so that means when ever we are asked to round to the nearest multiple , we just have to see what numbers in the options are divisible by that number.

    e.g if we have to find to the nearest multiple of .09 . we have 2 options
    a) 81

    HERE 81 is divisible by 9 , so it is the required multiple.

    is it right?

    • Mike MᶜGarry
      Mike November 21, 2012 at 12:17 pm #

      First of all, NO ONE on the planet is ever going to ask you to round to the nearest 0.09. It’s rare that you are asked to round to anything other than a power of ten, and when it’s not, the number is something very closed related to powers of ten —- 0.05 is halfway between two multiples of 0.01. The whole point of rounding is to get something to a “nicer” number — if it’s close to an integer for example, rounding it to the integer. Rounding things to the nearest 0.09 would round things AWAY FROM integers, which fundamentally contradicts the idea of rounding.
      Furthermore, we are talking about rounding to decimals, but then you propose two positive integers, 81 & 85. It doesn’t make sense to talk about rounding to the nearest decimal and then talk about positive integers. The whole goal of rounding decimals is getting to, or closer to, integers.
      Does all this make sense?
      Mike 🙂

  12. Christine November 19, 2012 at 1:40 pm #

    hi there Mike!

    In the last part, don’t you mean 2.320 –> 2.32 instead of 3.20 and so on?

    • Mike MᶜGarry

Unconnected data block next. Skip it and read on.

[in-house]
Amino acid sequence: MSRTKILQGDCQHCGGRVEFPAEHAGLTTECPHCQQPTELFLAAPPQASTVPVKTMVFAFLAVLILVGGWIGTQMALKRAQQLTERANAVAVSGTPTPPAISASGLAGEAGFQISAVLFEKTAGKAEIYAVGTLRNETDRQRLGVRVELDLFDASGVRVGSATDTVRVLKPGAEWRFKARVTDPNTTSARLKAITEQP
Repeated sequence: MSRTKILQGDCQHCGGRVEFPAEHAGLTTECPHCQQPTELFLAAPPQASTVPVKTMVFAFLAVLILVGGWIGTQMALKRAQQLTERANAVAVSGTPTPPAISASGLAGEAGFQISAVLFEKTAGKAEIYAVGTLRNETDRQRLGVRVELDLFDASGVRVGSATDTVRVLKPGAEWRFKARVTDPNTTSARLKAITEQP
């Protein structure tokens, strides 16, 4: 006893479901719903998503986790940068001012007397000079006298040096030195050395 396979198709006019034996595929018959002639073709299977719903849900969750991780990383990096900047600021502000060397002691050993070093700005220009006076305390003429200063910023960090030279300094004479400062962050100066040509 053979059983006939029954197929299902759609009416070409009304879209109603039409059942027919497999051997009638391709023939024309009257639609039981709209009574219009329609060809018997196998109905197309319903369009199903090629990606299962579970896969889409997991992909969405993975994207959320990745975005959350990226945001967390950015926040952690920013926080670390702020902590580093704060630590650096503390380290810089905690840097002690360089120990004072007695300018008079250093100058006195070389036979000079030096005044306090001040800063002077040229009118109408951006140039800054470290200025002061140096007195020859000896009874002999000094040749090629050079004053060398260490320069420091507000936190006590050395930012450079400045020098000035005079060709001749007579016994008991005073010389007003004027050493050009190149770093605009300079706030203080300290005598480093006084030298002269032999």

Mike November 19, 2012 at 5:12 pm #

      YES! Fantastic catch! That’s a total goof on my part. I just corrected the mistake in the post. Thank you, thank you, thank you!
      Mike 🙂

      • Debabrata Saha December 9, 2012 at 5:47 am #

        If 2.5 rounded to 3 but -2.5 is rounded to -2 then how – 2.4 and – 2.7 is rounded if we consider a closest nearest integer?

        • Mike MᶜGarry
          Mike December 9, 2012 at 2:03 pm #

          Dear Debadrata,
          By ETS convention, -2.5 is rounded down to -3. The number -2.4 is rounded to the closest integer: -2.4 is closer to -2 than to -3, so it is rounded to -2. Similarly, the number -2.7 is closer to -3, so it is rounded to -3. If you draw a number line in the negative region and mark the tenths between -2 and -3, so that you can see on the number line where -2.4 and -2.7 fall, then I think you will see visually why this has to be the case.
          Does all this make sense?
          Mike 🙂

          • Abirami March 20, 2014 at 9:22 am #

            Hi Mike,

            Firstly, Great Post !!! Really helped me..

            I have one doubt though. In your post you have mentioned that “+2.5 gets rounded up to 3, but –2.5 gets rounded down … to –3 ” . But here you have ,mentioned that “By convention, -2.5 is rounded “up” to -2” . Now, I’m a little confused as to follow which rule .

            • Mike MᶜGarry
              Mike March 20, 2014 at 10:19 am #

              Dear Abirami,
              Oops! That was a typo. i just corrected it. Everything should be consistent now. Thanks for pointing this out.
              Mike 🙂

Magoosh blog comment policy: To create the best experience for our readers, we will only approve comments that are relevant to the article, general enough to be helpful to other students, concise, and well-written! 😄 Due to the high volume of comments across all of our blogs, we cannot promise that all comments will receive responses from our instructors.

We highly encourage students to help each other out and respond to other students' comments if you can!

If you are a Premium Magoosh student and would like more personalized service from our instructors, you can use the Help tab on the Magoosh dashboard. Thanks!

Leave a Reply